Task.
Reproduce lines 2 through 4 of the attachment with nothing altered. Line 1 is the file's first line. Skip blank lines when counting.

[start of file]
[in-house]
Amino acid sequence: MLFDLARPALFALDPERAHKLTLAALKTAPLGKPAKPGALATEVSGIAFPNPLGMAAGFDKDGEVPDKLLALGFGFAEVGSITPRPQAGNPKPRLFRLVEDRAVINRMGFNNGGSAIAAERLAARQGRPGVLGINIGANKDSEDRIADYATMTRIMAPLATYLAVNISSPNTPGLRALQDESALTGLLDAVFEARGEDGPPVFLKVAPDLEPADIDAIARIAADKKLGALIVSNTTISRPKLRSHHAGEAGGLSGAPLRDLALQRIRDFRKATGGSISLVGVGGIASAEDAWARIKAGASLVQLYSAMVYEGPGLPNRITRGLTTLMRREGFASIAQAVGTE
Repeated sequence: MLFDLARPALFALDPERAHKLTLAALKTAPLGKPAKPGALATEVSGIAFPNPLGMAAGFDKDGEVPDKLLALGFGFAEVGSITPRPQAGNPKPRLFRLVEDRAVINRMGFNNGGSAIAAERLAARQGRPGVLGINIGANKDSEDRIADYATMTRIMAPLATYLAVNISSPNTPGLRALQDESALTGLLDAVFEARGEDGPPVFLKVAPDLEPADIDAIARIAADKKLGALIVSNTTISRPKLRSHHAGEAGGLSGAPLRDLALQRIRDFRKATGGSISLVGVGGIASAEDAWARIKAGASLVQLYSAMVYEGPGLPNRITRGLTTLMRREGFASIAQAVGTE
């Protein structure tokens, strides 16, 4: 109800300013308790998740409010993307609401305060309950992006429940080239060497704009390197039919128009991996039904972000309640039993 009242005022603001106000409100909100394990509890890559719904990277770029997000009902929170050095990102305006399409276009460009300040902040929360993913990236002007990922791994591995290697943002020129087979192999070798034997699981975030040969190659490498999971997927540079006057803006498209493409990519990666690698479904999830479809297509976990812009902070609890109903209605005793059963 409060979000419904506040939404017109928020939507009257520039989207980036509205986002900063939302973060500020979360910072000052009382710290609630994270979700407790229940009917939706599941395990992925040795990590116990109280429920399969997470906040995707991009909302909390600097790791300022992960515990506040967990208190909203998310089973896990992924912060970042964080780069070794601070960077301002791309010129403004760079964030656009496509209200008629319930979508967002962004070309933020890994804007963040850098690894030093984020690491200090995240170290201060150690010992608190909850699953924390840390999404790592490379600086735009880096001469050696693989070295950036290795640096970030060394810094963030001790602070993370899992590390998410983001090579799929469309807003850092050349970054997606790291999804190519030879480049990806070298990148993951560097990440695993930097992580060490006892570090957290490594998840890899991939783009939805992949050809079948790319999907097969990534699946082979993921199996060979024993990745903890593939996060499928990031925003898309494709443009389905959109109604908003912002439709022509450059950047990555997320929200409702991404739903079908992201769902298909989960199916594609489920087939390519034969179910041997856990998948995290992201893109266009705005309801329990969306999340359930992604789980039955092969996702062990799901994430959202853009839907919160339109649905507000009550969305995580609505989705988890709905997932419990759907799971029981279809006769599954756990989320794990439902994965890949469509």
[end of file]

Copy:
Amino acid sequence: MLFDLARPALFALDPERAHKLTLAALKTAPLGKPAKPGALATEVSGIAFPNPLGMAAGFDKDGEVPDKLLALGFGFAEVGSITPRPQAGNPKPRLFRLVEDRAVINRMGFNNGGSAIAAERLAARQGRPGVLGINIGANKDSEDRIADYATMTRIMAPLATYLAVNISSPNTPGLRALQDESALTGLLDAVFEARGEDGPPVFLKVAPDLEPADIDAIARIAADKKLGALIVSNTTISRPKLRSHHAGEAGGLSGAPLRDLALQRIRDFRKATGGSISLVGVGGIASAEDAWARIKAGASLVQLYSAMVYEGPGLPNRITRGLTTLMRREGFASIAQAVGTE
Repeated sequence: MLFDLARPALFALDPERAHKLTLAALKTAPLGKPAKPGALATEVSGIAFPNPLGMAAGFDKDGEVPDKLLALGFGFAEVGSITPRPQAGNPKPRLFRLVEDRAVINRMGFNNGGSAIAAERLAARQGRPGVLGINIGANKDSEDRIADYATMTRIMAPLATYLAVNISSPNTPGLRALQDESALTGLLDAVFEARGEDGPPVFLKVAPDLEPADIDAIARIAADKKLGALIVSNTTISRPKLRSHHAGEAGGLSGAPLRDLALQRIRDFRKATGGSISLVGVGGIASAEDAWARIKAGASLVQLYSAMVYEGPGLPNRITRGLTTLMRREGFASIAQAVGTE
């Protein structure tokens, strides 16, 4: 109800300013308790998740409010993307609401305060309950992006429940080239060497704009390197039919128009991996039904972000309640039993 009242005022603001106000409100909100394990509890890559719904990277770029997000009902929170050095990102305006399409276009460009300040902040929360993913990236002007990922791994591995290697943002020129087979192999070798034997699981975030040969190659490498999971997927540079006057803006498209493409990519990666690698479904999830479809297509976990812009902070609890109903209605005793059963 409060979000419904506040939404017109928020939507009257520039989207980036509205986002900063939302973060500020979360910072000052009382710290609630994270979700407790229940009917939706599941395990992925040795990590116990109280429920399969997470906040995707991009909302909390600097790791300022992960515990506040967990208190909203998310089973896990992924912060970042964080780069070794601070960077301002791309010129403004760079964030656009496509209200008629319930979508967002962004070309933020890994804007963040850098690894030093984020690491200090995240170290201060150690010992608190909850699953924390840390999404790592490379600086735009880096001469050696693989070295950036290795640096970030060394810094963030001790602070993370899992590390998410983001090579799929469309807003850092050349970054997606790291999804190519030879480049990806070298990148993951560097990440695993930097992580060490006892570090957290490594998840890899991939783009939805992949050809079948790319999907097969990534699946082979993921199996060979024993990745903890593939996060499928990031925003898309494709443009389905959109109604908003912002439709022509450059950047990555997320929200409702991404739903079908992201769902298909989960199916594609489920087939390519034969179910041997856990998948995290992201893109266009705005309801329990969306999340359930992604789980039955092969996702062990799901994430959202853009839907919160339109649905507000009550969305995580609505989705988890709905997932419990759907799971029981279809006769599954756990989320794990439902994965890949469509």